To minimize the impact of changing between ISP's, Unique Local Addresses (ULA) can be used. These addresses provide the Enterprise network with permanent addresses, similar to IPv4 RFC1918 private addresses. The IPv6 ULA addresses can be used to address internal servers and services, and the service would remain available even during global address renumbering.

Small Office-Home Office

These types of networks are also known as SOHO (Small Office/Home Office) networks. These networks mainly exist out of one router and one network egress point. Usually, there is no Network Operation Center (NOC) and they are connected to the Internet or external network via broadband access or dial-up connectivity. In the IPv4 situation, these networks tend to often use NAT as the cheapest available solution for address management and network connectivity.
When deploying IPv6 Local Network Protection (LNP) for these types of networks, it is important to acknowledge the requirement for simplicity and auto-configuration, while not reducing the stateful filter capabilities, which Address Translation provided for IPv4. A Cisco IOS router has stateful IPv6 firewall capabilities, or when `just' NAT-like stateful packet filtering is required, a simple reflexive access-list can be utilized, however this minimal filtering is overshadowed with the security capabilities of the Cisco IOS Firewall.
There are two possible approaches with respect to IPv6 prefix address assignment for these SOHO networks:

1. ISP uses DHCP-PD to assign dynamically an IPv6 address range to the SOHO network

2. Statically assigned IPv6 address range by the ISP

For the DHCPv6-PD solution, a dynamic address allocation approach is chosen. By means of the enhanced DHCPv6 protocol, it is possible to have the ISP push down an IPv6 prefix range automatically towards the small private network, and populate all interfaces in that small private network dynamically. This reduces the burden for administrative overhead because everything happens automatically.
For the static configuration, the mechanisms used could be the same as the medium/large Enterprises. Typically, the need for masking the topology will not be of high priority for these users, and the usage of IPv6 privacy extensions on the hosts (RFC3041) could be sufficient.
For both alternatives, the ISP has the unrestricted capability for summarization of its RIR-allocated IPv6 prefix, while the small private network administrator has all flexibility in using the received IPv6 prefix to its advantage, because it will be of sufficient size to allow all the local nodes to have a public address and full range of ports available whenever necessary.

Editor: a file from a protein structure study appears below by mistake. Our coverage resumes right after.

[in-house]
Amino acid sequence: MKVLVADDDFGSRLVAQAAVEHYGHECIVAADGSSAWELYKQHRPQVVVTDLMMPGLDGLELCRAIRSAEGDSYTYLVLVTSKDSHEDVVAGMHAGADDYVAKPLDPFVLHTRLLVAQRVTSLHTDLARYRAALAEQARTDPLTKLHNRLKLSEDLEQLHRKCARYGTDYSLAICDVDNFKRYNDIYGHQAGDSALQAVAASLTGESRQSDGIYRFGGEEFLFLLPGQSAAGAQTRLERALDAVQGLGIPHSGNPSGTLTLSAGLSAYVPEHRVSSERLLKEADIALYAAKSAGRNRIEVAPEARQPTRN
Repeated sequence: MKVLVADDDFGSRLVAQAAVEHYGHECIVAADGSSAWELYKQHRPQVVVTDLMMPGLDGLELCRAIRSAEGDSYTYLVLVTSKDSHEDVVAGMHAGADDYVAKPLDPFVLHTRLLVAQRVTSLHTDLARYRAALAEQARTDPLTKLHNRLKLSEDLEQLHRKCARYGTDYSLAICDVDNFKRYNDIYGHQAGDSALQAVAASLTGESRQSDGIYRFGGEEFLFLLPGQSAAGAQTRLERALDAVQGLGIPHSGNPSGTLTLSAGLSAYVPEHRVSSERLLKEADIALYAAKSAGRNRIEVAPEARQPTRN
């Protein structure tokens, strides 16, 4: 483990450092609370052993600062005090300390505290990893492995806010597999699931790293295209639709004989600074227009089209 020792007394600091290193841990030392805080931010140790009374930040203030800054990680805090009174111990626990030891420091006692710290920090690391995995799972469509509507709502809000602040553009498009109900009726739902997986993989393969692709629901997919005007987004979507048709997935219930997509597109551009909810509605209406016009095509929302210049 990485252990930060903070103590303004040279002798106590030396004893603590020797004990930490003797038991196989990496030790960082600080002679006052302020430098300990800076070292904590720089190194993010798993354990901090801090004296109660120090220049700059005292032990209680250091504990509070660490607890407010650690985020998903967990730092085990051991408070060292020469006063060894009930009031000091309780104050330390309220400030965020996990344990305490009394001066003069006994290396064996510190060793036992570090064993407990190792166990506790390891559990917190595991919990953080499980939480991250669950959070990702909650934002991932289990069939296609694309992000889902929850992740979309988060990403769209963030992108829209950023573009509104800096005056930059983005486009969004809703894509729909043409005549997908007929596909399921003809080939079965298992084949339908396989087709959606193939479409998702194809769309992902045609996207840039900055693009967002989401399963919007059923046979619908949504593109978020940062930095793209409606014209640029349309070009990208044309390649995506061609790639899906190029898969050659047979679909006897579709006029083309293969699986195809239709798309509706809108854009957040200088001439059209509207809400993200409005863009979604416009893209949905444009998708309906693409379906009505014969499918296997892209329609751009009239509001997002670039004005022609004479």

When using IPv6 LNP functionality, similar functionality with respect to simple gateway functionality, address autonomy, advanced security, usage tracking, renumbering automation, end system privacy and topology hiding are all available, without a requirement or need for address translation. In addition to these aspects, IPv6 provides additional features and capabilities, due to the protocol enhancements and the lack of Address Translation middleware.
IPv6 restored the capability for universal any-to-any connectivity. The dramatic growth of the IPv6 address space enables all devices to be able to get a global IPv6 Internet address. All devices having such global IPv6 address have the potential to communicate between each other with Address translation middleware. This provides a fertile environment for technology and application innovations (peer-to-peer, instant messaging, Internet telephony, etc.).
The merging of two private IPv4 networks can cause severe complications, especially if the networks are using overlapping private rfc1918 compliant addresses. When using IPv6, this not the case anymore. IPv6 uses a concept of almost globally unique IPv6 addresses (Unique Local Addresses-RFC4193) which can be used on a site in similar fashion as the IPv4 private addresses. Due to the high probability that these local IPv6 addresses are globally unique, the complication caused by overlapping addresses is not experienced.
The revised auto-configuration capabilities will make it possible to add an almost unlimited amount of devices to a LAN with almost zero requirement for human interaction. With IPv4, this would require a stateful DHCP protocol stack on the added devices and a powerful DHCP server to keep track of stateful assigned IPv4 addresses.
Multicast services with IPv4 are severely restricted due to the NAT middleware and the limited amount of available multicast groups. IPv6 adds an almost unrestricted amount of multicast groups and introduces the concept of multicast scope.
Due to the restored aspect that both source and destination IPv6 addresses are visible in the IPv6 packet and to both communicating peers, is it possible to keep track of all flows and to use IPsec directly between the peers. An IPv4 firewall with NAT functionality can deny or allow IPv4 packets. A firewall has for IPv6, an undoubted importance and can deny flows and packets based on its security policies; however it does not interfere with the traffic being allowed, and allows end-to-end auditing or IP level identification.
IPv6 has enhanced mobility capabilities, and does not use a Mobile IP foreign-agent, unlike IPv4. Mobile IPv6 does, in addition, support direct communication between two nodes, if they both have mobile IPv6 protocol stack, while with Mobile IPv4, all traffic is forced to flow over the Mobile IP Home-Agent.